10. Flathead Lake, Montana
Covering 188 square miles, Montana’s Flathead Lake is the largest freshwater lake west of the Mississippi. It’s surrounded by a natural wildlife refuge and six state park. A must-visit is Wild Horse Island, which spans 21 acres and is home to herds of wild horses.
9. Lake Willoughby, Vermont
The second-deepest lake in Vermont after Lake Champlain is often referred to as the Lucerne of America. This is because it greatly resembles a fjord. The weather at the lake is cool year-round, and you can enjoy a state park with more than 20 hiking trails at its southern end.
8. Lake Jocassee, South Carolina
Situated in South Carolina’s Devil’s Fork State Park, this 9,000-acre body of water is fed by numerous mountain streams and waterfalls. It’s a great spot for trout fishing, and hikers can enjoy stunning views of the lake from the surrounding hills.
7. Lake George, New York
The “Queen of American Lakes” spans some 45 square miles and is renowned throughout the United States for its clear water. What’s more is that it’s home to more than 170 different islands. If you visit Lake George, be sure to take in the views from the mountains, and do a spot of lakeside dining.
6. Lake Tahoe, California/Nevada
Located in the fault basin on the California-Nevada border, Lake Tahoe is so clear that you can often see some 75 feet into its depths. That’s not saying you’ll see to the bottom, however – the lake is 1,640 feet at its deepest point. The views from California’s Emerald Baby State Parks will take your breath away.
5. Maroon Lake, Colorado
The Maroon Bells are two 14,000-foot peaks in the Elk Mountains that appear to straddle Maroon Lake. They are truly a sight to behold. The lake is also popular with photographers thanks to its highly reflective surface, which allows new perspectives of the stunning mountains.
4. Mono Lake, California
Mono Lake is over a million years old and is known for calcium-carbonate knobs that stick out from its surface known as tufa towers. The lake spans some 65 square miles, and its otherworldly landscape is a magnet for photographers and birdwatchers. An interesting thing to note is that the lake’s water is more saline than the ocean’s.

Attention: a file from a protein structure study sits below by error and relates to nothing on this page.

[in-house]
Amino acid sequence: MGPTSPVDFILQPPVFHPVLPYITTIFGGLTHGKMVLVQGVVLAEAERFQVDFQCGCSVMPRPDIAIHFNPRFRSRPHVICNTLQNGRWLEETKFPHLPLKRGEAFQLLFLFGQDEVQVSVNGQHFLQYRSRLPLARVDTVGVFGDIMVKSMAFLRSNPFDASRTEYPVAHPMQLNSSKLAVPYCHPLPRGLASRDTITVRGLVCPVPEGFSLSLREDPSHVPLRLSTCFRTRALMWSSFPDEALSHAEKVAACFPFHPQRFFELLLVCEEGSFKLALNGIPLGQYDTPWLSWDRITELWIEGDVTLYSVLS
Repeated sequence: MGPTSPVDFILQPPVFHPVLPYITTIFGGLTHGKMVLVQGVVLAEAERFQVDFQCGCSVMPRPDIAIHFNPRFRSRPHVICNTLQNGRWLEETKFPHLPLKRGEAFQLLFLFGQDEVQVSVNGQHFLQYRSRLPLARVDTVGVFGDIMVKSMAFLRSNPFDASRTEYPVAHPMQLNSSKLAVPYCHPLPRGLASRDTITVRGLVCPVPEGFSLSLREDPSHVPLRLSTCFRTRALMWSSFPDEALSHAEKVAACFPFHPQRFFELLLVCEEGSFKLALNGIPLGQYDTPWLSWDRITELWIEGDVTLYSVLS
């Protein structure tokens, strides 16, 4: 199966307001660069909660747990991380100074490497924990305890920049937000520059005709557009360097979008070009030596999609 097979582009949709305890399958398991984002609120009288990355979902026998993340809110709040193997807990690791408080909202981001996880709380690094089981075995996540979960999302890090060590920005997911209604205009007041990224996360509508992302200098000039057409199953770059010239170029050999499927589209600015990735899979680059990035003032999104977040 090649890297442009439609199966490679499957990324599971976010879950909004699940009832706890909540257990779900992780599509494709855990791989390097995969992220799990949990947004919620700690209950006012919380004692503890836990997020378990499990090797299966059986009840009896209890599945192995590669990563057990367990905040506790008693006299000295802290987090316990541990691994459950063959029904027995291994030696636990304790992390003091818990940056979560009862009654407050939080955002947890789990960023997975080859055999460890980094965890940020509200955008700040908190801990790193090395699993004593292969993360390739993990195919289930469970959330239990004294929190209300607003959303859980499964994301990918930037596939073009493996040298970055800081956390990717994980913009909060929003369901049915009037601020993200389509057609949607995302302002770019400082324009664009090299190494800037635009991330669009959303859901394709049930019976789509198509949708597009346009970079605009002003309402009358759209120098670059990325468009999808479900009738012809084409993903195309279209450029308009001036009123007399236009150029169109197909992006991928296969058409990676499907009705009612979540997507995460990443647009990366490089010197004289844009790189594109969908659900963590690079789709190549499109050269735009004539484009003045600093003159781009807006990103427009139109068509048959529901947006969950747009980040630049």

3. Lake Powell, Utah/Arizona
Spanning some 1,932 miles from southern Utah to northern Arizona, Lake Powell features crystal-clear water that contrasts with bright orange-colored canyons. More than 3 million visitors per year come to take in the sights, and there’s also hiking and water sports to be enjoyed, not to mention some amazing sunsets…
2. Crater Lake, Oregon
The deepest lake in the US was created when a volcano collapsed in on itself some 7,700 years ago. Crater Lake is also the ninth deepest lake in the entire world. It has a reputation for being so beautiful that travelers tend to describe it in single-worded exclamations! The surrounding Crater Lake National Park is also home to abundant wildlife.
1. Santeetlah Lake, North Carolina
Although this lake is man-made, there’s no denying just how beautiful it is. What’s more is that it boasts some 76 miles of shoreline and 200 miles of hiking trails in its immediate vicinity. When you’re in the area, you can also take in Joyce Kilmer Memorial Forest and the Great Smoky Mountains National Park.